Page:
Not only the Native American people, but their art and culture have too long been ignored by modern society. Our lives are busy, but we must stop to reflect on our past. Thankfully history challenges us to pay attention to men like the Rev. Dr. Sheldon Jackson, who first went to Alaska as a Presbyterian missionary and worked to preserve the tribal legends of the Tlingit Nation – stories now portrayed on modern postcards.
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Since buying my first “collectible” postcard, I have often thought that there are postcards for “everything.” I don’t know if it’s true, but a recent discovery, the card you see here, is my very first Bottle Cap postcard. So, check Bottle Caps off the list.
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Postcard History is a free online magazine dedicated to vintage and historic picture postcards and the many stories associated with them.
We feature richly illustrated articles designed to both inform and entertain postcard collectors and history buffs.
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And there’s a rich trove of links to institutional and personal online postcard collections. There’s also a comprehensive, verified listing of active postcard clubs in the U. S. and Canada, which we’re working on expanding worldwide.
There is so much more going on in the world of postcard collecting than Postcard History can bring to you through its articles.
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This week In A Few Words took a look back at a postcard of St. Mariacka (St. Mary’s ) Church in Gdansk, Poland. The city isn’t what it was in 1910, when the card was made, nor in 1945, after the War. But the church survives and is reputed to be the largest brick church in the world, a claim we wouldn’t dispute from looking at the card. It’s a far cry from Hell’s Kitchen, an outpost on the Salton Sea, an inland salt-water lake in the Sonoran desert by a flood in 1905. The real photo postcard of the café there in the wasteland suggests that they had fish on the menu. Hmmm.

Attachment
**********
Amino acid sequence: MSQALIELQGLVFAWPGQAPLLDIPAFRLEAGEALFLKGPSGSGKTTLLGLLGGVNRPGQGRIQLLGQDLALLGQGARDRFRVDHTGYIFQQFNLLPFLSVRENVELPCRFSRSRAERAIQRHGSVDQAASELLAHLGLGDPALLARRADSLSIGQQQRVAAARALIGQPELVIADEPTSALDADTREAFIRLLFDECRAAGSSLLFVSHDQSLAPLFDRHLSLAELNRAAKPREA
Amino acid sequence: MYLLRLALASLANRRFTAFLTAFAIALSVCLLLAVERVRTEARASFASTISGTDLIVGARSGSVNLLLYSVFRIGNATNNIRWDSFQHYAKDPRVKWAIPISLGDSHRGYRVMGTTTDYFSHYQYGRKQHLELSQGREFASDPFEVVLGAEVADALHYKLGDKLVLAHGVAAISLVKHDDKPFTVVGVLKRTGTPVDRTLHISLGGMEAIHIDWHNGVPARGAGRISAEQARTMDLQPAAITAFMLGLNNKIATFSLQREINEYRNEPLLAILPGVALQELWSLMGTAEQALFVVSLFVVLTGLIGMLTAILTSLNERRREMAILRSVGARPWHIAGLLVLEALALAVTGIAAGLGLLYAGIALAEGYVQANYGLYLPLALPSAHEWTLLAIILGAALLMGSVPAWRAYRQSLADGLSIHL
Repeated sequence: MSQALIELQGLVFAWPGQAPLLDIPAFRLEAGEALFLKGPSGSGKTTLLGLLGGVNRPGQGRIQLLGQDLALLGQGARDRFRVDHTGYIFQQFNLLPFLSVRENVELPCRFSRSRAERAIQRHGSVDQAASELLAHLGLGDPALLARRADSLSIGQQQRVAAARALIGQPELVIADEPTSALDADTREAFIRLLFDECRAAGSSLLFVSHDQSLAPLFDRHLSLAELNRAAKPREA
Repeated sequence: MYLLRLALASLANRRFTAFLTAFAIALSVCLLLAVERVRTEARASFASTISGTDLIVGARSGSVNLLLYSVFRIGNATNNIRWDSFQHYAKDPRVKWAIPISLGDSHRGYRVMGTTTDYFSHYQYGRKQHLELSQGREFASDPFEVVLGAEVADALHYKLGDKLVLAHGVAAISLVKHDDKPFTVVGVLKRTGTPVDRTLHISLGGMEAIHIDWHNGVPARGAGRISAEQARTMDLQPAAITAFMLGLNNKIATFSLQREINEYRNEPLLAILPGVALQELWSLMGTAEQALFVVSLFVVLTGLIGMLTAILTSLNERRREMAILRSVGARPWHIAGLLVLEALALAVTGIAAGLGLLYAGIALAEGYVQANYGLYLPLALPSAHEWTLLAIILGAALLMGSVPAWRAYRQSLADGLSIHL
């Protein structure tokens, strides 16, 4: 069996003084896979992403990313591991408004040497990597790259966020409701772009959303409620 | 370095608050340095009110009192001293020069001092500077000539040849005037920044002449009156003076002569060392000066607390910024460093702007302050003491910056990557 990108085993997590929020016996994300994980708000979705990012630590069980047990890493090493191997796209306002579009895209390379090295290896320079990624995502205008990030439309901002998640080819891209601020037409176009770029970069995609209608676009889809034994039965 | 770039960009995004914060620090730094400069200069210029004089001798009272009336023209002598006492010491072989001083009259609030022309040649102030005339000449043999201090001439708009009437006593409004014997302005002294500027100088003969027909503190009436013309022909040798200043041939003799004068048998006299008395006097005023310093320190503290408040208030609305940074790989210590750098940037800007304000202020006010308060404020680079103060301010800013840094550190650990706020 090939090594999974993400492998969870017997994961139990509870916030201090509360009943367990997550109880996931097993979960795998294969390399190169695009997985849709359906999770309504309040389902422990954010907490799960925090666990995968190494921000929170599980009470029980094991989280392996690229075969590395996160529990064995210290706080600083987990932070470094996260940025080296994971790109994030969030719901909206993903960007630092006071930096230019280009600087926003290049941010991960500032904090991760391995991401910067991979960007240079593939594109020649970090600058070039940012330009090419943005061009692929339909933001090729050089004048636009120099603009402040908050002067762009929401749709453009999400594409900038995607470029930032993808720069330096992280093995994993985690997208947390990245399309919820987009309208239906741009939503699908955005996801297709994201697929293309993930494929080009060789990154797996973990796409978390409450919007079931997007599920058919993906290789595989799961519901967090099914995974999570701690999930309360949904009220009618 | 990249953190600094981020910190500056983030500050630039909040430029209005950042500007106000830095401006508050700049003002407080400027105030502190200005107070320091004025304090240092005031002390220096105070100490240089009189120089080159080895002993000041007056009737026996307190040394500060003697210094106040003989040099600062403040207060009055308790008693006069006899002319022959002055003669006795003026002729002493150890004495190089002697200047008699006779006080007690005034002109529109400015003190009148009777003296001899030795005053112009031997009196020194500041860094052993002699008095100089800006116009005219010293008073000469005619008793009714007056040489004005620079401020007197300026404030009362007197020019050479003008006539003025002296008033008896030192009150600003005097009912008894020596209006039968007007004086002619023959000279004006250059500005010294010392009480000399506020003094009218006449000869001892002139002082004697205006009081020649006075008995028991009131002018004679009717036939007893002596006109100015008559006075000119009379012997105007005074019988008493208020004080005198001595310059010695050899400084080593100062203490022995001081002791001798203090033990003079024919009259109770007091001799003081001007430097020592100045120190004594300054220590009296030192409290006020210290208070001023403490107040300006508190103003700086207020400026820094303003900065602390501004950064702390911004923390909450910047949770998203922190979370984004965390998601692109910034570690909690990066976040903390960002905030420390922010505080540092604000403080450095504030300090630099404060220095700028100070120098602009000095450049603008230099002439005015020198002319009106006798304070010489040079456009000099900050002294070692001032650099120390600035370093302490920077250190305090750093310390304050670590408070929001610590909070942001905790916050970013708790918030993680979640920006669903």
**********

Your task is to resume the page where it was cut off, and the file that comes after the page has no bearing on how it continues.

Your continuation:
What would you think of a man who bought some nice but not special postcards in a 25¢ box at a postcard show just because they were mailed and he could read the addresses? And if you then learned that he re-mailed the cards to the address they were originally sent to, with a note — “returning this little piece of history to the place where it belongs.” Wouldn’t you smile a little bit? Us too. Here’s the story of Ben Curren, of Norwich, England, courtesy of the BBC.
We’ve lately gotten interested in the promotional postcards mailed in celebration of various postcard-collecting clubs celebrating an anniversary of their founding and, sometimes, inviting the recipient to come to a club meeting. Our earliest is this one, of the Yale Post Card Exchange, postmarked February 23, 1906. The text stamped on the card suggests that it’s a postcard-swapping club and bills itself as “the Largest Club in America.” Of more recent vintage, we have a Metropolitan Post Card Club card touting its 40th anniversary in 1986 (founded 1946) and the Windy City club marking its 25th anniversary in 1973 (founded 1948). Anybody have cards earlier than this?
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From April into the fall, in the early years of the 20th century tourists made their way from near and far to the Colorado Midland Railroad depot in Colorado Springs for the Wildflower Excursions. The whole story is yet to be written, but here are the basics.